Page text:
My last flat deck was a 1947 and I kick myself that I let it go so cheap and then later realized the value of the serial number of that truck. The last five digits are the truck number and they were . . . 00101. I had the 101st chev truck of the '47 to '53 style ever built. DOH!

My aluminum Chevy Van is rare too. the people of Chevs of the 40's in Washington said they have never seen one like it. the bodies were built by Van Wilson bodies of Hamilton, Ontario. It will be fun driving it to Washington this summer because Americans have never seen them.

Terry



 
Bel Air kiwi 
"4th Year" Silver Supporting Member
Posts: 4558
Bel Air kiwi
Loc: New Zealand
Reg: 04-24-14
04-18-19 08:29 PM - Post#2764519    
    In response to Slow Train

Hi Terry, I very much agree with you about silicone based brake fluid for collector cars. It is an absolute godsend in terms of system longevity.

I am not so sure on your view on dual masters. My 48 PU spat out an axle due to worn axle circlip and spat the axle into the fender.
No Hydraulic brakes, no E-brake power and swerving across the road out of real control.

Just luck saved me. I could have stopped four times quicker and stayed in my lane if the front brakes were still functional. I think if you are going to replace the master then a dual of the same diameter is very wise.

Out of interest my 48 is a Canadian RHD export model and was therefore made in 1947 and is RHD factory.
Three on the floor and fuel tank under the tray.

I have added a 261 as the 216 was dying and a complete 54 front axle for the Bendix brakes and later shock mounts. Goes stops and rides better.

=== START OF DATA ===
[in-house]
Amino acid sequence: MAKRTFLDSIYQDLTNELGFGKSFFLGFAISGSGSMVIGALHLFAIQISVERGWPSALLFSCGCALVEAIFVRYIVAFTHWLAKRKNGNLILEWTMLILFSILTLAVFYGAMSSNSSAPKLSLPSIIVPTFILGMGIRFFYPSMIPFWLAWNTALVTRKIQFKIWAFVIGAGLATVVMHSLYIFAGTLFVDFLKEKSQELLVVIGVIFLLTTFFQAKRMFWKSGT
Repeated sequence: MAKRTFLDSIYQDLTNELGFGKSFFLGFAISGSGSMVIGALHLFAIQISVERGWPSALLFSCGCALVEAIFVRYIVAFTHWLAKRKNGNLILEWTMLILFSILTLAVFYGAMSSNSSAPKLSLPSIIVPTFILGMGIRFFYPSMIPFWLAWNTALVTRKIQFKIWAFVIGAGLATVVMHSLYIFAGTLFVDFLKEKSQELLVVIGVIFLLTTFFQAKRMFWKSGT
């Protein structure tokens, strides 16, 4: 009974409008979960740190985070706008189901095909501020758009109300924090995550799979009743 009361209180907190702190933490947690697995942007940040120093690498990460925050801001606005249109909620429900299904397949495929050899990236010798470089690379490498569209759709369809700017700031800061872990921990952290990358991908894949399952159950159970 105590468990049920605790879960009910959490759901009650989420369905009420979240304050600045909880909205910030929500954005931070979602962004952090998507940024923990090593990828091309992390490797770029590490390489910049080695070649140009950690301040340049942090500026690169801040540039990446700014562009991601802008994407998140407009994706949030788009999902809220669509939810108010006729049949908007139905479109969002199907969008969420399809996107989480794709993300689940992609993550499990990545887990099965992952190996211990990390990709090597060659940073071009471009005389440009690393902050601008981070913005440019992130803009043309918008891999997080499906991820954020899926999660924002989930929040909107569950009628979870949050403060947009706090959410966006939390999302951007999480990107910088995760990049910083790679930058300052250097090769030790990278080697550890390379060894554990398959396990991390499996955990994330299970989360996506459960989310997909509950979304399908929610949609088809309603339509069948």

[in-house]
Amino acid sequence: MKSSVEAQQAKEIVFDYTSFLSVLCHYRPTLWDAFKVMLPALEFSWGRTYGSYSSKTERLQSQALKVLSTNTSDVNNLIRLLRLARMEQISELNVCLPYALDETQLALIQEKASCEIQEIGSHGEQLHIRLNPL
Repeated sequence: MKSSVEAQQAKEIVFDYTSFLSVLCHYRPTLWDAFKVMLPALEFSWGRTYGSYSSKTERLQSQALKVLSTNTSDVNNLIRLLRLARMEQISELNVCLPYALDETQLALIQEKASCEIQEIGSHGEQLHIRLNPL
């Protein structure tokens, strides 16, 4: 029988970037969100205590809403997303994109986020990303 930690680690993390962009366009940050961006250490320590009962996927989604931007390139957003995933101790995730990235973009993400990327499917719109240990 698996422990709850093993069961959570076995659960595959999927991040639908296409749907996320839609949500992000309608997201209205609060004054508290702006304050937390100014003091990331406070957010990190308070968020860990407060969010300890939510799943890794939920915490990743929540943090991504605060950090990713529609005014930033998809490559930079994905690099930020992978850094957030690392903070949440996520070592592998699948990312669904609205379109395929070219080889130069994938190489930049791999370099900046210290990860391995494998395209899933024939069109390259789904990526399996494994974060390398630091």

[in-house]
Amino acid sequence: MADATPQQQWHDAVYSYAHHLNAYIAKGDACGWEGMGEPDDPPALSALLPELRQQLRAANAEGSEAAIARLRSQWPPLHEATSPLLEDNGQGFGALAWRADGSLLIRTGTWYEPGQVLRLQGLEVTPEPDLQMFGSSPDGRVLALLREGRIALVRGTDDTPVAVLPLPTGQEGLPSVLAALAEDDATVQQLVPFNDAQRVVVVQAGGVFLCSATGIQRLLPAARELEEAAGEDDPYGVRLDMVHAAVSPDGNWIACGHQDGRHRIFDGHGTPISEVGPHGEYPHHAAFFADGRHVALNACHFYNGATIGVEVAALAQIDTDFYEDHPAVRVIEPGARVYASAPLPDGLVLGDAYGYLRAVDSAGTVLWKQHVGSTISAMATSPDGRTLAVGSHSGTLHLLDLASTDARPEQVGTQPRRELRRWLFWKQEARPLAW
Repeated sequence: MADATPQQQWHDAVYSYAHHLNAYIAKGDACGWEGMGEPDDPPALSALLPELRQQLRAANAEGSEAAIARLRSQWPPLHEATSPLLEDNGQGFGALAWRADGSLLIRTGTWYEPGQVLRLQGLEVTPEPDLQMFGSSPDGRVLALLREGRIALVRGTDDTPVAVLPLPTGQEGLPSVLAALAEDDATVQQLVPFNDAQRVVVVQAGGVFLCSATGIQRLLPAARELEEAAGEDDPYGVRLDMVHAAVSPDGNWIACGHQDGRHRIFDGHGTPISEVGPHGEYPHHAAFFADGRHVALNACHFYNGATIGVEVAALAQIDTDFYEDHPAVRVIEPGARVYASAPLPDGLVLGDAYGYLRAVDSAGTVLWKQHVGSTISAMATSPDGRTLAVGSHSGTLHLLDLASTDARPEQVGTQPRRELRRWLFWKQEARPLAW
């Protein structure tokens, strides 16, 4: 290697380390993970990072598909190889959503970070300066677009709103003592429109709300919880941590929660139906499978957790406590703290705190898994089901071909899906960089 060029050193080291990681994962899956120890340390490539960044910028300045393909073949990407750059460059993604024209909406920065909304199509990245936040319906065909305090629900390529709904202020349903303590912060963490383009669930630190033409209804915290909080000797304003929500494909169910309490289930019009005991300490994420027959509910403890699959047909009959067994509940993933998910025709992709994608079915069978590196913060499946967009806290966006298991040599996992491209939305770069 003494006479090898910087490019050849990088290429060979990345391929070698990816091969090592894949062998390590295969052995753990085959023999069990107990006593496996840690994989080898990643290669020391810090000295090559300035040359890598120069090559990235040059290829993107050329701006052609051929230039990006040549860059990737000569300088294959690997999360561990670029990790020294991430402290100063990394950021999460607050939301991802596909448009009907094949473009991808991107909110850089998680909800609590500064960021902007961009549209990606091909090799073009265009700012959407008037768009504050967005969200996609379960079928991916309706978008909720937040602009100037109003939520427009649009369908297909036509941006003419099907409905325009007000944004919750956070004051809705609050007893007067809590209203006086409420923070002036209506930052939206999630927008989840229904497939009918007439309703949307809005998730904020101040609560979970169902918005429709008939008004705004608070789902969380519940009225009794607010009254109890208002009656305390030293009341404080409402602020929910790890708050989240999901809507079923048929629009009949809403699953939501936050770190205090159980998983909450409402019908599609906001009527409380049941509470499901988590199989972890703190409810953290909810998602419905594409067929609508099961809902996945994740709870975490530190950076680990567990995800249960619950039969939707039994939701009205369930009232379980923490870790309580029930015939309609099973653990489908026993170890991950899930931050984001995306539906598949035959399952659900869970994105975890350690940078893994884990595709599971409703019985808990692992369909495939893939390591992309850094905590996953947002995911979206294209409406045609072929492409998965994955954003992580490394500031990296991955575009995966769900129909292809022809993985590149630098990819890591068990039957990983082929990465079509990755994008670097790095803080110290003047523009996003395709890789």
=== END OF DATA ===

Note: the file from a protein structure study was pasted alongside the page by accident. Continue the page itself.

Just a site work truck awaiting restoration. Although it once was my daily driver.


Cheers Kiwi


48 3100 RHD, 51 Deluxe 4DR RHD, 51 Bel Air parts car, 52 Bel Air P-Glide LHD. Others 23T, 32 Tudor, 58 Edsel pacer 4DR HDT, 79 F250 351C RHD. 69,70,82 Capri. No mobile, no TV, and no Jap cars.

"They made a desert and called it peace." Tacitus


Edited by Bel Air kiwi on 04-18-19 08:32 PM. Reason for edit: No reason given.

 
Ray P W 
Contributor
Posts: 407

Reg: 09-30-15
04-21-19 04:07 PM - Post#2764766    
    In response to Bel Air kiwi

87GN

Like others who have responded I retrofitted a tandem MC onto my restored '36 Chevy PU and use silicone brake fluid. The MC mounts in the same location as the original MC and you'd really have to go looking for it to even notice it is there. The original MC did have a 15 psi residual pressure valve in it so I had to add one of those in each of the brake lines.

One other suggestion I can make is to use asbestos brake shoes (or pads if you convert to disc brakes). Asbestos is still out there and it works way better than the "organic" friction the parts stores have had since about 1980.

When I replaced the "organic" friction on my '32 Ford roadster street rod with asbestos it was like adding a booster, and that is no exaggeration. The brakes on my roadster (GM "Metric" calipers on the front and Ford 10" drums on the rear) are much newer than what you have and despite that I had no trouble finding asbestos pads and shoes.

Ray W



Edited by Ray P W on 04-21-19 04:10 PM. Reason for edit: No reason given.